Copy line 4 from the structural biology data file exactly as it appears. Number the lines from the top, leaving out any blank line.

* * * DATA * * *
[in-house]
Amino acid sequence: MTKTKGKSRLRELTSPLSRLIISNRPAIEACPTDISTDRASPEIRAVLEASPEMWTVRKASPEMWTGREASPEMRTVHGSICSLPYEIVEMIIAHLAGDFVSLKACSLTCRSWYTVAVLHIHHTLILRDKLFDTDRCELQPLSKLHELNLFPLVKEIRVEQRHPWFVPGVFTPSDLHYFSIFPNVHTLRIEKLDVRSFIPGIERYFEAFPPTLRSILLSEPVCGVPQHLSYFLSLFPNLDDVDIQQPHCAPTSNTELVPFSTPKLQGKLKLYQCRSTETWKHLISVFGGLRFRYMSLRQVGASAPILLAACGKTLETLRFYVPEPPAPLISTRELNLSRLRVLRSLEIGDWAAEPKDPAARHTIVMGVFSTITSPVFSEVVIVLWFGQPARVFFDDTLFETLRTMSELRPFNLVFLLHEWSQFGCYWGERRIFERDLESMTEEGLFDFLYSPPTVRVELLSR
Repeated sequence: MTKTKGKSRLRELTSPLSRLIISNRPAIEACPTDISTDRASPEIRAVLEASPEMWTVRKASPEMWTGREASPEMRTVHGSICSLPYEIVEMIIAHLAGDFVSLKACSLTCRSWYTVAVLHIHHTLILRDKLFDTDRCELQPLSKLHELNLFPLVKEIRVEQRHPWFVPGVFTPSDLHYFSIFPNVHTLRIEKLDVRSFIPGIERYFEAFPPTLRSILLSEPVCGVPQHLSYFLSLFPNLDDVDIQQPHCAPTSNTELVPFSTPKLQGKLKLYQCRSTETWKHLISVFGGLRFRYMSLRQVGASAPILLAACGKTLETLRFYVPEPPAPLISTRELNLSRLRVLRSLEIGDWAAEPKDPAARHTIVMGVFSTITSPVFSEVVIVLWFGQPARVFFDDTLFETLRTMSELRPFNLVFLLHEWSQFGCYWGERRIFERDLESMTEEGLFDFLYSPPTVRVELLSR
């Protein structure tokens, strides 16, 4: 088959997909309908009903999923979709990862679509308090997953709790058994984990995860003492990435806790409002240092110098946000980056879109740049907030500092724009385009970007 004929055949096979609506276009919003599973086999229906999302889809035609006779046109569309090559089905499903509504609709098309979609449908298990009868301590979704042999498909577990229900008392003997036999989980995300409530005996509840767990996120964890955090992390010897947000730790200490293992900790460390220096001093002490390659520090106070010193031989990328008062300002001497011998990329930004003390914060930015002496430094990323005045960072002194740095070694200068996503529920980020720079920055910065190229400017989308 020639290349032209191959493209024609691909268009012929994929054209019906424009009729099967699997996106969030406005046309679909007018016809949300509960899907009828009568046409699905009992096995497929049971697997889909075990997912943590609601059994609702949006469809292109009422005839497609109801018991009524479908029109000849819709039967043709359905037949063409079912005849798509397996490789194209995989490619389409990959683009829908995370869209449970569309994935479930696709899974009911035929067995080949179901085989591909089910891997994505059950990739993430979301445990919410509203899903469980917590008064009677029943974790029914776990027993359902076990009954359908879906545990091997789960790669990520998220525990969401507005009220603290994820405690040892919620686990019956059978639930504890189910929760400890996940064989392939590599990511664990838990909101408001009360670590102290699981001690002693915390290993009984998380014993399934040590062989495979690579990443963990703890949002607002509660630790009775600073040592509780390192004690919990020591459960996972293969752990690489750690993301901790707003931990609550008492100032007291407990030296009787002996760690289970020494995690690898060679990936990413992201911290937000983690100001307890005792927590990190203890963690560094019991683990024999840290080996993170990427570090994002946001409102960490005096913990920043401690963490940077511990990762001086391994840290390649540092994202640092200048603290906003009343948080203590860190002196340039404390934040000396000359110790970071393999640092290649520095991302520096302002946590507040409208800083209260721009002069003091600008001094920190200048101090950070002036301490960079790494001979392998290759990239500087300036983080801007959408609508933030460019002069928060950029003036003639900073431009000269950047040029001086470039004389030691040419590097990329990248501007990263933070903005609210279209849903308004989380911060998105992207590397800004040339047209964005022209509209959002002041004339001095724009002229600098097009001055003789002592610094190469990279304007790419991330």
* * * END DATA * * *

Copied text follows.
């Protein structure tokens, strides 16, 4: 088959997909309908009903999923979709990862679509308090997953709790058994984990995860003492990435806790409002240092110098946000980056879109740049907030500092724009385009970007 004929055949096979609506276009919003599973086999229906999302889809035609006779046109569309090559089905499903509504609709098309979609449908298990009868301590979704042999498909577990229900008392003997036999989980995300409530005996509840767990996120964890955090992390010897947000730790200490293992900790460390220096001093002490390659520090106070010193031989990328008062300002001497011998990329930004003390914060930015002496430094990323005045960072002194740095070694200068996503529920980020720079920055910065190229400017989308 020639290349032209191959493209024609691909268009012929994929054209019906424009009729099967699997996106969030406005046309679909007018016809949300509960899907009828009568046409699905009992096995497929049971697997889909075990997912943590609601059994609702949006469809292109009422005839497609109801018991009524479908029109000849819709039967043709359905037949063409079912005849798509397996490789194209995989490619389409990959683009829908995370869209449970569309994935479930696709899974009911035929067995080949179901085989591909089910891997994505059950990739993430979301445990919410509203899903469980917590008064009677029943974790029914776990027993359902076990009954359908879906545990091997789960790669990520998220525990969401507005009220603290994820405690040892919620686990019956059978639930504890189910929760400890996940064989392939590599990511664990838990909101408001009360670590102290699981001690002693915390290993009984998380014993399934040590062989495979690579990443963990703890949002607002509660630790009775600073040592509780390192004690919990020591459960996972293969752990690489750690993301901790707003931990609550008492100032007291407990030296009787002996760690289970020494995690690898060679990936990413992201911290937000983690100001307890005792927590990190203890963690560094019991683990024999840290080996993170990427570090994002946001409102960490005096913990920043401690963490940077511990990762001086391994840290390649540092994202640092200048603290906003009343948080203590860190002196340039404390934040000396000359110790970071393999640092290649520095991302520096302002946590507040409208800083209260721009002069003091600008001094920190200048101090950070002036301490960079790494001979392998290759990239500087300036983080801007959408609508933030460019002069928060950029003036003639900073431009000269950047040029001086470039004389030691040419590097990329990248501007990263933070903005609210279209849903308004989380911060998105992207590397800004040339047209964005022209509209959002002041004339001095724009002229600098097009001055003789002592610094190469990279304007790419991330």